At the PSC, a confederacy of yes men — and women

Florida Public Service Commissioner Eduardo Balbis was the only one to vote against the settlement — but was it a good-faith vote or just lip service?
Florida Public Service Commissioner Eduardo Balbis was the only one to vote against the settlement — but was it a good-faith vote or just lip service?
Published Feb. 11, 2014

The first thing we do is pass a truth-in-government law that changes the name of the Florida Public Service Commission to the Florida Utility Suckup Club.

The PSC hearing held in Tallahassee this past week was beyond embarrassing. It was billed as a review and vote on a proposed settlement with Duke Energy Florida to finalize who gets stuck paying for the $5 billion wasted by the company on the broken Crystal River and the proposed-then-canceled Levy County nuclear power plants.

The vote: 4 to 1 in favor of the settlement agreement. Duke Energy's Florida customers — victims would be a better word — will pay a whopping 64 percent, or $3.2 billion. Duke shareholders will pay just 20 percent, or $1 billion. The rest will be covered by an insurance policy.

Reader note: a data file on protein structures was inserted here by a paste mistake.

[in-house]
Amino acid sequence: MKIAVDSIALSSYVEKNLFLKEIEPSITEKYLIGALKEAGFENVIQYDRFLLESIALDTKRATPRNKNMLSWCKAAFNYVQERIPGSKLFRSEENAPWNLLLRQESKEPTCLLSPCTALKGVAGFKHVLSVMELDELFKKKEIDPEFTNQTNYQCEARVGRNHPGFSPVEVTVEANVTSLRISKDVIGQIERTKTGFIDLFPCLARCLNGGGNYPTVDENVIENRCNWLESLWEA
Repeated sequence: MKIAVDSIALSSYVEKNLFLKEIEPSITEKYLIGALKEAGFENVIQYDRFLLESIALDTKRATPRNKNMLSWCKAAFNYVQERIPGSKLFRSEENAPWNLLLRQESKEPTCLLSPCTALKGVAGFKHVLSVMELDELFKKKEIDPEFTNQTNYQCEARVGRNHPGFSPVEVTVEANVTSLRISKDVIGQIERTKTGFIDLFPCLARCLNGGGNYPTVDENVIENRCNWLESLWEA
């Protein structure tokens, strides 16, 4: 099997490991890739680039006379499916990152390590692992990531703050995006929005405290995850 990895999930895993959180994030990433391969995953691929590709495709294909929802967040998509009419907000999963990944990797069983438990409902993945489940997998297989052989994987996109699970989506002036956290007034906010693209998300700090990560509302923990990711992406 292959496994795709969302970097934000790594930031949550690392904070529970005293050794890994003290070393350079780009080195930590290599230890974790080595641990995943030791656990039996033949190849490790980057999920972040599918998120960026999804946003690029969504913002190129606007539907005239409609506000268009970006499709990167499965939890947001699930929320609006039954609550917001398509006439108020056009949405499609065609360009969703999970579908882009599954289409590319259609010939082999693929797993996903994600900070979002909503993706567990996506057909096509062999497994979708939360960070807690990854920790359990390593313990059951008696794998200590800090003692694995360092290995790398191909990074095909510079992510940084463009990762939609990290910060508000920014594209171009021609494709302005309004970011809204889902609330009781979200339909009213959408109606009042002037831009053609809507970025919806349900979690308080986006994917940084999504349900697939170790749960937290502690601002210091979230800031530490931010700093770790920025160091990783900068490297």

This is a terrible precedent.

Customers who are captives of monopoly utilities never should bear the multibillion-dollar cost of screwups by their power company.

Florida government should never house so many whimpering officials beholden to cash-rich corporations.

Duke Energy should never advertise itself as a helpful energy company while charging Floridians vastly higher electricity rates than other big power companies in the state — and offering the worst customer service in the Southeast.

And Duke's top executives in North Carolina should never pitch the preposterous idea of extending the ruinous Florida law that forced customers to pay in advance for the Crystal River and Levy fiascoes to other types of utility projects.

The PSC hearing's outcome was no surprise. The state agency filled its hearing room with a small armada of Duke Energy executives skilled in deflecting questions or leading the hapless PSC into the weeds of nuclear engineering. Any goal of accountability was quickly lost.